Interview with Rosh Patel
Director of Pride
Want to learn more about the making of Pride? Director Roshan Patel was generous enough to provide some insights into his experience filming lions in the wild and the importance of conservation filmmaking.
In Pride, we see a community striving to conserve the Asiatic lion. Attitudes of the people of Gujarat seem very at peace with the lions and these efforts. This is, in some ways, a stark contrast to the community tensions created by large predator reintroduction efforts in the Western United States. Do you think there are lessons people in America, both governments agencies and individuals, could learn from Gujarat?
RP: There are many things that make this relationship between people and predators work. Some of it is cultural — a largely vegetarian community means that lions and people aren’t competing for the same food source, which in many cases seems to be a big part of the tension in the United States. Religious views also influence their relationship with wildlife. But I certainly see some of their solutions to be entirely transferable. For example, the forest department has staff living in communities wherever lions are present. They are a resource for the community to help them navigate difficult questions, determine how to be safe, and report any concerns. Since they are residents of that community, they’re also more deeply connected beyond their professional role. Their kids go to school together. They go to the same cultural events. They share meals together. It is a level of trust that I think would make a tremendous difference in the way that communities engage in these topics and address difficult questions that come with large carnivores. It’s something I would love to see replicated in other places around the world, particularly in the US.
Since filming Pride, the population of Asiatic lions has continued to grow — indicating a successful conservation campaign. Do you foresee attitudes changing with a greater number of lions roaming the area?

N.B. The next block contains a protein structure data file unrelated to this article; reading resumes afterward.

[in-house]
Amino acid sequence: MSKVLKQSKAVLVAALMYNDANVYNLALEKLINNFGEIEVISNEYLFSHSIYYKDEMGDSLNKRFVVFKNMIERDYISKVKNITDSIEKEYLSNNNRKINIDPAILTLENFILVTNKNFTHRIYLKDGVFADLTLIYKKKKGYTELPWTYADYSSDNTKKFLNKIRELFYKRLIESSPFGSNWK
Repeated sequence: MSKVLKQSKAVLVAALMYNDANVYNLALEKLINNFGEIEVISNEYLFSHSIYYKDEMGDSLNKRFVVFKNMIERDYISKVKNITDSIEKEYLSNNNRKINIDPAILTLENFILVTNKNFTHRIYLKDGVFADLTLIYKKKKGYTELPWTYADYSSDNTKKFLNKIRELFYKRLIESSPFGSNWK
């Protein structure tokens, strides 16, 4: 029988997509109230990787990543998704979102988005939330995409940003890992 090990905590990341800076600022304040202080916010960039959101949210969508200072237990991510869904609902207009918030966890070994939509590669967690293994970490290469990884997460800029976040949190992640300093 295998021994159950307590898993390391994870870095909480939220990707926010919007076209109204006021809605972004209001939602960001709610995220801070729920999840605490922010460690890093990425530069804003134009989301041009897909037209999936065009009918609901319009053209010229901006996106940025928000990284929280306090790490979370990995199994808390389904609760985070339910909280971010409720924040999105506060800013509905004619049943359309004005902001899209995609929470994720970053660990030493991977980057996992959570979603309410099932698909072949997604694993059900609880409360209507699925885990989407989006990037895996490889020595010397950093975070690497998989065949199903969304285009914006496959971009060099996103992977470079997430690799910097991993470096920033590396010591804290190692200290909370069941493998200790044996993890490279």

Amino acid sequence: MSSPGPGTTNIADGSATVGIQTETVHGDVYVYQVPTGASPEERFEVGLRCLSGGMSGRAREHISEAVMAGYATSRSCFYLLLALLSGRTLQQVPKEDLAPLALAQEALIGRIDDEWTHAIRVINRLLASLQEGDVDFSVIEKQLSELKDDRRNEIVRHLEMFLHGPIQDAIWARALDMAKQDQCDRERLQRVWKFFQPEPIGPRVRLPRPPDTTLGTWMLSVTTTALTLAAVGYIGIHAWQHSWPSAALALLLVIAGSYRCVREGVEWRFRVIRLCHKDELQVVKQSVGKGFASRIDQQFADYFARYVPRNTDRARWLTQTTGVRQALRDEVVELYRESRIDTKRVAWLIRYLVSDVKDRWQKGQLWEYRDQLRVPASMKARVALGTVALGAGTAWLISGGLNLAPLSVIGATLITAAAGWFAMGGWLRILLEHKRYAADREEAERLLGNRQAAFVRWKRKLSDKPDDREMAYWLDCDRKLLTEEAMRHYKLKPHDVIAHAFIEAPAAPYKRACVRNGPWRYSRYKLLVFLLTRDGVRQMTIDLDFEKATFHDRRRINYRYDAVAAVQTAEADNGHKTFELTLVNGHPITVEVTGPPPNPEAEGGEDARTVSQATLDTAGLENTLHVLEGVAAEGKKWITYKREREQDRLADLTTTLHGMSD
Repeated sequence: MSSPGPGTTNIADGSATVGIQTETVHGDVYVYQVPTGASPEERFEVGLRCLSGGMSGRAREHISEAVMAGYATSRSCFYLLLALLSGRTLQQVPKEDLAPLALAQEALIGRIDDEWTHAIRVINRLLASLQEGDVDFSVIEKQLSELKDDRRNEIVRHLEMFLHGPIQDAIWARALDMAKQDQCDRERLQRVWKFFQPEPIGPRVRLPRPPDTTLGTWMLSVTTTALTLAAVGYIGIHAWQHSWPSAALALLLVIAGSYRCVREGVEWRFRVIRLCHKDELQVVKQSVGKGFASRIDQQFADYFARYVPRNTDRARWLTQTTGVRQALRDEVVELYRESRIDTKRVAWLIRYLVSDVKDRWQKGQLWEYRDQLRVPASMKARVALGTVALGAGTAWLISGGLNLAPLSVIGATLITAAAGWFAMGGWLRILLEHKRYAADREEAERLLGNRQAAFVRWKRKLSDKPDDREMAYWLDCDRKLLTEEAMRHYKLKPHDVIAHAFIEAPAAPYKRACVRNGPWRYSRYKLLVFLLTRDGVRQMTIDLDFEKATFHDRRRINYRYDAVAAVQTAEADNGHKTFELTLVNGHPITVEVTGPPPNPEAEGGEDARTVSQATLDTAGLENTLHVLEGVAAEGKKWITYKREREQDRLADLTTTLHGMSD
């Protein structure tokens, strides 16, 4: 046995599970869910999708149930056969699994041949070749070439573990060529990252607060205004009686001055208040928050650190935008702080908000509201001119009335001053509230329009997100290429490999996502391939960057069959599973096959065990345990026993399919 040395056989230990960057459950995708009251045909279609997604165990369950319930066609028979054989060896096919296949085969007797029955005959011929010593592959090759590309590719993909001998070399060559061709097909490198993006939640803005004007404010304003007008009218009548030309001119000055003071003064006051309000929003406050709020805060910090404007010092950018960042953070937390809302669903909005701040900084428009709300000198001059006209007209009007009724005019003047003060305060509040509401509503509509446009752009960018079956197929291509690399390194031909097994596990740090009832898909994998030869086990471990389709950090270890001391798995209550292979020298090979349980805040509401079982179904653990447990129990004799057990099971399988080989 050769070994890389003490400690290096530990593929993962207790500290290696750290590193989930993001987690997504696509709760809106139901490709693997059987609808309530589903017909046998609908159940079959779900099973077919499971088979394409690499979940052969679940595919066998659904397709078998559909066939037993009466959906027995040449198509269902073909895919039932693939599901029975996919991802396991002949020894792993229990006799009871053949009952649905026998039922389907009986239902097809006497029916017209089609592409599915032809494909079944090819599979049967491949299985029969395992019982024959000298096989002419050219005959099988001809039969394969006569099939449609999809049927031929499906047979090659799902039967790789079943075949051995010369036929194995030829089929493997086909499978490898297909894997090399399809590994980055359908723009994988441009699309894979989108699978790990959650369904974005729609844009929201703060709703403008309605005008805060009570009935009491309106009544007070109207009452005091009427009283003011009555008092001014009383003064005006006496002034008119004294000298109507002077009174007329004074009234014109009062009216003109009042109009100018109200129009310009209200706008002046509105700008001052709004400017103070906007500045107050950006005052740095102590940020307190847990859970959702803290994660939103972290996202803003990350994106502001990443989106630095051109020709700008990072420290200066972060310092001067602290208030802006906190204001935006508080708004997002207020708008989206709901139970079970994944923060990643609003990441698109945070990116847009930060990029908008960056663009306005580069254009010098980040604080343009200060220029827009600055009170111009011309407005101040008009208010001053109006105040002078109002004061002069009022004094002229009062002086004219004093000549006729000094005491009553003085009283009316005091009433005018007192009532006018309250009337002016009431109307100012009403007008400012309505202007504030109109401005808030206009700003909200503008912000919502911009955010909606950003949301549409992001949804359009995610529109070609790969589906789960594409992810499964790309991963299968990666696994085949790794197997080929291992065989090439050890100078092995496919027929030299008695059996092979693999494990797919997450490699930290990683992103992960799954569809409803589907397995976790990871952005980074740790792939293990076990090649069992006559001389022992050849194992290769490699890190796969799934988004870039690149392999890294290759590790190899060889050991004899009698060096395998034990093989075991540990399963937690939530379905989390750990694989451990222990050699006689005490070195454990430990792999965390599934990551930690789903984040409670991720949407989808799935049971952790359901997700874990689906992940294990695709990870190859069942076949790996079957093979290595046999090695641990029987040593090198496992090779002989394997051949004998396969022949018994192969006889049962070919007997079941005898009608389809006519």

RP: In some ways I don’t see attitudes changing in the area with the lion population growth — mostly because the cultural attitude is the reason there has been a population growth. People largely like seeing the lions around, and the communities seem to share their knowledge with other communities who are now starting to see lions in their area. While there are occasionally casualties, lions hold a high cultural value so the idea of eradication or other forms of management doesn’t seem to be on the table. I have no doubt there is a range of opinions, but for now, the lions are expanding beyond protected areas and doing quite well. They aren’t concentrated and densely crowding an area — they’re roaming and filling habitat in a way that seems to be a point of pride in the region.
How was your experience filming the lions (and other big cats)? Some people you interviewed related anecdotes about the lack of danger they felt when in close proximity to the lions. Were you similarly at ease?
RP: Honestly the way we found and filmed lions was to spend time with people. Almost all our interviews were spur of the moment, completely unplanned. We’d talk to one person, they would direct us to talk to their neighbor who had experiences, and suddenly we’d be filming an interview. During the course of those interviews, they’d tell us about the lions that came and visited them. Some farmers even named the lions that came by. So when we did eventually film lions, they felt familiar to the people we were with and we trusted that experience. I wouldn’t apply that same trust to other species I’ve filmed, but that comfort felt completely part of the story.
In recent years, a lot of focus in the environmental movement has shifted to issues facing vulnerable human populations like environmental justice. Why are wildlife conservation stories still important to tell?
RP: These stories are important to share because in many cases, they are stories about culture. Every culture has different relationships with wildlife, and it serves everyone well to be exposed to those perspectives to figure out what works for us or what doesn’t. I don’t know that people will watch this film and know exactly what to do to address a similar species in their community, but I hope that it can inspire the concept that it is possible to coexist and thrive regardless of financial resources, that there are more ways than one to view large carnivores, and that culture is critically important to the success of wildlife conservation.
You’re obviously well-travelled in your career as a filmmaker. Do you have a favorite place you’ve ever worked? How about a favorite animal you’ve ever filmed?
RP: Favorites are always hard. Every film requires falling in love with the story on some level. The one I keep coming back to is horseshoe crabs in the Delaware Bay. They’re wonderfully unique creatures that come to the Chesapeake shores by the millions each year for their spawning event. It’s one of the most remarkable events to watch and it’s one that happens relatively close to us here in DC.